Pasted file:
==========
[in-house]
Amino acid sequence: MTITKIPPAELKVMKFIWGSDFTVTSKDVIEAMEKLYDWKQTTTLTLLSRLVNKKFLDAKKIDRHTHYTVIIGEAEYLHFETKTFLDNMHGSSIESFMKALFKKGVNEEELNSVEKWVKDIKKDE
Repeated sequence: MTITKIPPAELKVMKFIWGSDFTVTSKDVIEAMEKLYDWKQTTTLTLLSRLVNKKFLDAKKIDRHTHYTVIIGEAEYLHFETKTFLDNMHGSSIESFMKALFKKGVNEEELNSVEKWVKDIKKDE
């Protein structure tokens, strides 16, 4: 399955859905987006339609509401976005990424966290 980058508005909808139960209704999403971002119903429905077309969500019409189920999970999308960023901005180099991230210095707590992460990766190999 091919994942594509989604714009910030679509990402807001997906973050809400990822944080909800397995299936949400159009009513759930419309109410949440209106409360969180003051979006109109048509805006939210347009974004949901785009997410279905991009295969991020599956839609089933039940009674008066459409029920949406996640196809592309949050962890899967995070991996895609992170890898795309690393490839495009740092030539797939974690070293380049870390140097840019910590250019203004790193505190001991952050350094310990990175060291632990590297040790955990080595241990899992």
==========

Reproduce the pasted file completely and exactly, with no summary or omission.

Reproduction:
[in-house]
Amino acid sequence: MTITKIPPAELKVMKFIWGSDFTVTSKDVIEAMEKLYDWKQTTTLTLLSRLVNKKFLDAKKIDRHTHYTVIIGEAEYLHFETKTFLDNMHGSSIESFMKALFKKGVNEEELNSVEKWVKDIKKDE
Repeated sequence: MTITKIPPAELKVMKFIWGSDFTVTSKDVIEAMEKLYDWKQTTTLTLLSRLVNKKFLDAKKIDRHTHYTVIIGEAEYLHFETKTFLDNMHGSSIESFMKALFKKGVNEEELNSVEKWVKDIKKDE
């Protein structure tokens, strides 16, 4: 399955859905987006339609509401976005990424966290 980058508005909808139960209704999403971002119903429905077309969500019409189920999970999308960023901005180099991230210095707590992460990766190999 091919994942594509989604714009910030679509990402807001997906973050809400990822944080909800397995299936949400159009009513759930419309109410949440209106409360969180003051979006109109048509805006939210347009974004949901785009997410279905991009295969991020599956839609089933039940009674008066459409029920949406996640196809592309949050962890899967995070991996895609992170890898795309690393490839495009740092030539797939974690070293380049870390140097840019910590250019203004790193505190001991952050350094310990990175060291632990590297040790955990080595241990899992």